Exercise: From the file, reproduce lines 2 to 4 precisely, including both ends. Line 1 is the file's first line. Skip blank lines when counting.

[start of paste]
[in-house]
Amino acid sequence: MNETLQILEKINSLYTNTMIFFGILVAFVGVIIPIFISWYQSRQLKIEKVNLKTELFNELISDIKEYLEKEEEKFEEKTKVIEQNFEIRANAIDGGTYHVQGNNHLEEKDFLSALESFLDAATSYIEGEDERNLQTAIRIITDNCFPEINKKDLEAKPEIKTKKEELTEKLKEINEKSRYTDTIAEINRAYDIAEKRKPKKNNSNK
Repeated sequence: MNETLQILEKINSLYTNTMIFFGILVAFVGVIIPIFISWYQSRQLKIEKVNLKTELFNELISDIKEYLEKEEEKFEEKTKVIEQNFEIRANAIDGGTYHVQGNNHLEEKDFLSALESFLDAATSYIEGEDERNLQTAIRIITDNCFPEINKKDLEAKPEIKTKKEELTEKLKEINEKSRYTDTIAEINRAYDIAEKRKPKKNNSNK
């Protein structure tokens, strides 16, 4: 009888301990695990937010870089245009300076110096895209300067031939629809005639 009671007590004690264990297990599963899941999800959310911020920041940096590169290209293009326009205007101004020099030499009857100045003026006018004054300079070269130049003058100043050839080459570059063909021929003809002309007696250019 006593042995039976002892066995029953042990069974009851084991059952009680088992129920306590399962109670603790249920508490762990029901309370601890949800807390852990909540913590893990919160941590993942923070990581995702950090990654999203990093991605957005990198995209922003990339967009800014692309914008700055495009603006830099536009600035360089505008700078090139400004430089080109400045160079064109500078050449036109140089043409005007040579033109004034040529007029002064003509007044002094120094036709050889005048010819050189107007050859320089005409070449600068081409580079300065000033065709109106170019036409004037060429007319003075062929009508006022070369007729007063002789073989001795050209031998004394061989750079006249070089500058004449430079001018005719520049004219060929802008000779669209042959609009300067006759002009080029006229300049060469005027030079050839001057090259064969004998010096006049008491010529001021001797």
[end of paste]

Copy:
Amino acid sequence: MNETLQILEKINSLYTNTMIFFGILVAFVGVIIPIFISWYQSRQLKIEKVNLKTELFNELISDIKEYLEKEEEKFEEKTKVIEQNFEIRANAIDGGTYHVQGNNHLEEKDFLSALESFLDAATSYIEGEDERNLQTAIRIITDNCFPEINKKDLEAKPEIKTKKEELTEKLKEINEKSRYTDTIAEINRAYDIAEKRKPKKNNSNK
Repeated sequence: MNETLQILEKINSLYTNTMIFFGILVAFVGVIIPIFISWYQSRQLKIEKVNLKTELFNELISDIKEYLEKEEEKFEEKTKVIEQNFEIRANAIDGGTYHVQGNNHLEEKDFLSALESFLDAATSYIEGEDERNLQTAIRIITDNCFPEINKKDLEAKPEIKTKKEELTEKLKEINEKSRYTDTIAEINRAYDIAEKRKPKKNNSNK
């Protein structure tokens, strides 16, 4: 009888301990695990937010870089245009300076110096895209300067031939629809005639 009671007590004690264990297990599963899941999800959310911020920041940096590169290209293009326009205007101004020099030499009857100045003026006018004054300079070269130049003058100043050839080459570059063909021929003809002309007696250019 006593042995039976002892066995029953042990069974009851084991059952009680088992129920306590399962109670603790249920508490762990029901309370601890949800807390852990909540913590893990919160941590993942923070990581995702950090990654999203990093991605957005990198995209922003990339967009800014692309914008700055495009603006830099536009600035360089505008700078090139400004430089080109400045160079064109500078050449036109140089043409005007040579033109004034040529007029002064003509007044002094120094036709050889005048010819050189107007050859320089005409070449600068081409580079300065000033065709109106170019036409004037060429007319003075062929009508006022070369007729007063002789073989001795050209031998004394061989750079006249070089500058004449430079001018005719520049004219060929802008000779669209042959609009300067006759002009080029006229300049060469005027030079050839001057090259064969004998010096006049008491010529001021001797």